While an A-student might be bright, their grades reflect how they complete their reading assignments, turn in their homework, and dedicate time to studying. A student can be equally smart but disinterested in the work. As a result, they would get poor grades because they didn’t do the homework or care about the material.

This is also the main argument against employers using student GPAs in hiring practices. They reflect diligence, not intelligence.

“A student’s grades are a better indicator of how diligent and self-disciplined they are rather than how intelligent they are,”  says Matthew Zane at Zippia. “And most companies want more than just diligence and self-discipline in their workers.”

While employers value employees who show up on time and do their work, a high GPA doesn’t necessarily reflect a student’s critical thinking, problem-solving ability or and creativity. A recent grad might not have the soft skills to thrive in today’s workplace.

Grade critics emphasize the importance of focusing on the value of what students learn and how they can apply information and ideas to new concepts. Grades can reflect what students absorbed at a specific time period, but don’t show how students can use that information in the future.

“Focusing on the exchange-value of education, like good grades that can be used for advantage, undermines the use-value of education,” says Dr. Ethan Hutt, co-author of “Off the Mark: How Grades, Ratings, and Rankings Undermine Learning (but Don’t Have To).” “We should place value on knowing things and being able to do things by emphasizing how schooling and education is an incredible gift in and of itself.”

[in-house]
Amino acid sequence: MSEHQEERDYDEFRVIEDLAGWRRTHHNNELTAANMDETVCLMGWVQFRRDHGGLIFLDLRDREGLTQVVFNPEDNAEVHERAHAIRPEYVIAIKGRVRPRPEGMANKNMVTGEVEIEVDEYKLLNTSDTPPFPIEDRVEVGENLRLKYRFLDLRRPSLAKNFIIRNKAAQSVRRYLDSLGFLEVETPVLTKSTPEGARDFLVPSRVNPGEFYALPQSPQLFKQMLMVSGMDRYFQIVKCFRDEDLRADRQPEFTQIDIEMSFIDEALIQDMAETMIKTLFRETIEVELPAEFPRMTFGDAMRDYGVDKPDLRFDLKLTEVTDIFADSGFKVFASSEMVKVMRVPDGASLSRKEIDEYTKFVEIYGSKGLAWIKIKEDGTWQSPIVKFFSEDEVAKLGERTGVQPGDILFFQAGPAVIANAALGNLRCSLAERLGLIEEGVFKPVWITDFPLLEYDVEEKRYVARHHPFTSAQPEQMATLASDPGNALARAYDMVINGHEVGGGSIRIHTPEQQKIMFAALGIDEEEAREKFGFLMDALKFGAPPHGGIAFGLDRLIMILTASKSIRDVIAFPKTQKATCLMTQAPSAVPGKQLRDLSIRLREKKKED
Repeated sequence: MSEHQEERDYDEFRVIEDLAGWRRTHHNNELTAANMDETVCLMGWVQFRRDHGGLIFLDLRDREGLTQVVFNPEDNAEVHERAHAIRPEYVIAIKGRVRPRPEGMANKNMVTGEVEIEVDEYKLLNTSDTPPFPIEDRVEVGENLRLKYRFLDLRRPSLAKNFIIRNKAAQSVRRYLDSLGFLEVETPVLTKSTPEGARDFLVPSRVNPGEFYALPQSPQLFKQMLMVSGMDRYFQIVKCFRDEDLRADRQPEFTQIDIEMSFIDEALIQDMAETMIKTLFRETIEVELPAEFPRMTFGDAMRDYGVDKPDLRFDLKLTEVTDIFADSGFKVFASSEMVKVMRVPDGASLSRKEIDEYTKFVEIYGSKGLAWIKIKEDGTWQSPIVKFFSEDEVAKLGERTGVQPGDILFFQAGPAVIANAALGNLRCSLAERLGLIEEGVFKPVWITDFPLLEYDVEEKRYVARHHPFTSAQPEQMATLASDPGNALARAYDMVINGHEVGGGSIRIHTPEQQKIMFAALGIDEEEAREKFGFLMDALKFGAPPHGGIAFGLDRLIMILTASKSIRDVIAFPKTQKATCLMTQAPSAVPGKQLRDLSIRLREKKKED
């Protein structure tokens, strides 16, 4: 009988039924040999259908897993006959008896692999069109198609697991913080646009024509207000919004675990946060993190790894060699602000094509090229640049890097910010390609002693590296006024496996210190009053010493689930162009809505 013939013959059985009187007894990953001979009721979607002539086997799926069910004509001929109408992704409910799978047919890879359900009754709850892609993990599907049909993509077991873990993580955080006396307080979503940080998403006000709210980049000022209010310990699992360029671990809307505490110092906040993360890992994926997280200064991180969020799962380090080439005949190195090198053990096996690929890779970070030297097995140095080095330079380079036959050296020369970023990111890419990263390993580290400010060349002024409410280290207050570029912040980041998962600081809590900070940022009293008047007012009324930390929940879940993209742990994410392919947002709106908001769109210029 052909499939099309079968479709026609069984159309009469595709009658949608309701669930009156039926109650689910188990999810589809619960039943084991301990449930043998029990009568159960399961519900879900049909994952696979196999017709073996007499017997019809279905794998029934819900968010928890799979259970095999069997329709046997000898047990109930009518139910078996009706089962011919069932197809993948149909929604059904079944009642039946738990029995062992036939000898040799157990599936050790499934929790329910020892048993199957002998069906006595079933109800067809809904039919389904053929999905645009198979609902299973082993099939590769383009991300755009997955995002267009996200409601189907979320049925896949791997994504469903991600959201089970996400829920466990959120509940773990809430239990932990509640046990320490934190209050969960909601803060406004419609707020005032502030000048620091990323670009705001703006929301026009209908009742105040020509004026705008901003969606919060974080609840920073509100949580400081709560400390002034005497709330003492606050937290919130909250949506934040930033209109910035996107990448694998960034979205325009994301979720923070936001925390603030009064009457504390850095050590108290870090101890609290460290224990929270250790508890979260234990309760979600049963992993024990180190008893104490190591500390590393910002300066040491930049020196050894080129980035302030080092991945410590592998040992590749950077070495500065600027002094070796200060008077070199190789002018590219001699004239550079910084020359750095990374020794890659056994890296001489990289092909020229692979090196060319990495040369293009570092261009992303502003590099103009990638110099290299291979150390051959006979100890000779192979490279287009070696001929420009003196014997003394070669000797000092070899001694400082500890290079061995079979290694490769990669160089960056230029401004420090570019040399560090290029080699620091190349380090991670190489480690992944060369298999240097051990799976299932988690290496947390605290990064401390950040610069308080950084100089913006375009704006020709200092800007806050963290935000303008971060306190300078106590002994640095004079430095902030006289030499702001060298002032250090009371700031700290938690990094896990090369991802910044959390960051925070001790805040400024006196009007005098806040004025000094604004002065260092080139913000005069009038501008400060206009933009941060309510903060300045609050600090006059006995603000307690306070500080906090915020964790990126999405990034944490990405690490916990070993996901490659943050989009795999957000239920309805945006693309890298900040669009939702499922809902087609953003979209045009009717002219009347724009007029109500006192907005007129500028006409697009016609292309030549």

Busywork that is easy to grade takes away from the big picture of what is actually useful, he adds. It simply highlights a student’s ability to retain and repeat information within a short period.

Close up of sad student looking at an F grade on their paper; no-grade concept

The Goal Is to Provide Feedback Students Can Use

If the goal of grades on the student side is to prove what they know, then the goal on the teacher side is to assess students accurately and provide feedback. This should create a loop where students apply that feedback to future lessons.

“Assessment is feedback so that students can learn,” says Dr. Denise Pope, cofounder of Challenge Success and senior lecturer at Stanford University Graduate School of Education. “It’s helping them see where they are and helping them move toward a point of greater understanding or mastery. Grading doesn’t always do that, but assessment should.”

Individual teachers might not be able to eliminate grades in their classroom, but they can develop grading habits that focus on assessment and learning. This allows them to stay within district and parent expectations while focusing on the student experience.

“Marks and grades still matter in school because they provide important feedback to students,” says Michael Zwaagstra, a public high school teacher and senior fellow at the Fraser Institute. “There’s a world of a difference between an essay that merits an ‘A’ and one that deserves an ‘F.’ Teachers are not doing students any favours when they shield them from feedback that they merit and deserve.”

This often is why educators develop rubrics for assignments and walk students through them before they start each project. A rubric for an essay might have students develop a thesis, cite five authoritative sources, and proofread a paper to make sure it is free of typos and grammatical errors. In theory, two students at different writing levels can both showcase proficiency and an understanding of the assignment just by following these basic directions.

David Clark at Grading for Growth created an alternative grading glossary of different types of grading and grading-related terminology. This includes labor-based grading where students complete certain tasks to receive grades and contract grading where teachers and students reach an agreement on what will be evaluated before starting an assignment. You can scroll through this glossary to see how instructors are taking different approaches to assessment.

Researchers Are Exploring Alternative Options

At first glance, eliminating grades might seem outlandish. Yet it simply requires districts to move away from the idea that students need to be rated through point values. Some states and regions are already implementing gradeless systems and assessments.